Prohibitions against Pregnancy Discrimination
The Pregnancy Discrimination Act (PDA) amends Title VII of the Civil Rights Act by clarifying that sex discrimination includes pregnancy discrimination. It is illegal for an employer with 15 or more employees to fail to hire, discharge, or discriminate in compensation, promotion, or terms, conditions, or privileges of employment because of or on the basis of pregnancy, childbirth, or related medical conditions.
The PDA further states that women affected by pregnancy, childbirth, or related medical conditions shall be treated the same for all employment-related purposes, including receipt of benefits under fringe benefit programs, as other persons not so affected but similar in their ability or inability to work.
For the text of the Pregnancy Discrimination Act, click here.
The PDA may require an employee to accommodate the needs of an employee in regards to her pregnancy, especially if other similarly situated employees in the workplace are so accommodated. For more information regarding rights to pregnancy accommodation, contact Legal Momentum.
The Pregnant Workers Fairness Act (PWFA) would expand and further guarantee accommodations for pregnant women, and has been introduced in the U.S. House of Representatives and Senate. It would establish that it is an unlawful employment practice for an employer with 15 or more employees not make reasonable accommodations to the known limitations related to the pregnancy, childbirth, or related medical conditions of the employee, unless the employer can demonstrate that the accommodation would impose an undue hardship on the operation of the business.
For the text of the pending bill in the House of Representatives, click here.
Pregnancy-related Disability Accommodation
The Americans with Disabilities Act Amendments Act of 2008 (ADAAA) may require an employer to provide accommodation for a pregnancy related impairment or disability.
For more information regarding rights to pregnancy accommodation, contact Legal Momentum.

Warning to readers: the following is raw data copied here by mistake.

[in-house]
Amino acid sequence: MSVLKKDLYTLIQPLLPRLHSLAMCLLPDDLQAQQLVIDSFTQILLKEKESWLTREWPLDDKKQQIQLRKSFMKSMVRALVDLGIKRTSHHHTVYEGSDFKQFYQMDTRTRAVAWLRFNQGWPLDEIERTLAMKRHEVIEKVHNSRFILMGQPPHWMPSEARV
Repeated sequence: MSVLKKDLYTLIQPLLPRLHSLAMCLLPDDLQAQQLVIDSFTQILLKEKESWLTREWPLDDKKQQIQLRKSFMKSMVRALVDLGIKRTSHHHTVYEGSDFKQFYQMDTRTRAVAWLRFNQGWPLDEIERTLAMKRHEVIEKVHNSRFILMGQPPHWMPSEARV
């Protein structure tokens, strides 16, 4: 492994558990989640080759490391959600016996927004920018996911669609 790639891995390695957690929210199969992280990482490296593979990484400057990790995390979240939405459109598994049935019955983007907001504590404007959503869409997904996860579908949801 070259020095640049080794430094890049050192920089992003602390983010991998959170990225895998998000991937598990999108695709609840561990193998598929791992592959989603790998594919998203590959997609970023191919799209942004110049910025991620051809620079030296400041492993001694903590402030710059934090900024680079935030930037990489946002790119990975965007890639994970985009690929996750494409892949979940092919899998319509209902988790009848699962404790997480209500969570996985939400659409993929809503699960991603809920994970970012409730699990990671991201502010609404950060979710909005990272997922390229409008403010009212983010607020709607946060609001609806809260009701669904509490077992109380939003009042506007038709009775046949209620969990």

For the text of the ADAAA, click here.
At this time, the PDA does not specifically protect a woman’s right to breastfeed at work. However, the 5th Circuit Court of Appeals, a federal court, recently decided that discriminating against a female employee because she is lactating or seeking to express breast milk may constitute sex discrimination under the PDA and Title VII of the Civil Rights Act. For more information regarding rights to breastfeeding or expressing milk at work, contact Legal Momentum.
For the text of the case, click here.
Breastfeeding at Work - Current Law
The Fair Labor Standards Act, amended by the Afford Health Care Act in 2012, requires that an employer with 50 or more employees must provide its hourly workers:
· a reasonable break time for an employee to express breast milk for her nursing child for 1 year after the child’s birth each time such employee has need to express the milk; and,
· a place, other than a bathroom, that is shielded from view and free from intrusion from coworkers and the public, which may be used by an employee to express breast milk.
Employers with less than 50 employees are not subject to these requirements if such requirements would impose an undue hardship and the law does not apply to salaried employees.
For the text of the statute, click here.
Breastfeeding at Work - Proposed Law
The U.S. Senate and House of Representatives have both introduced legislation to amend the breastfeeding provision to expand the right to breast feet at work to salaried employees. The bills have not yet been voted on or passed.
For the text of the Senate bill, click here.
Family and Childcare Leave Laws
The Family and Medical Leave Act provides that an employer with 50 or more employees must provide eligible employees a total of 12 workweeks of unpaid leave during any 12-month period because of: the birth of a son or daughter of the employee and in order to care for such son or daughter; the placement of a son or daughter with the employee for adoption or foster care; care necessary for one’s self or a son or daughter, if he or she has a serious health condition.
For additional details related to eligibility or coverage, click here.
For the text of the statute, click here.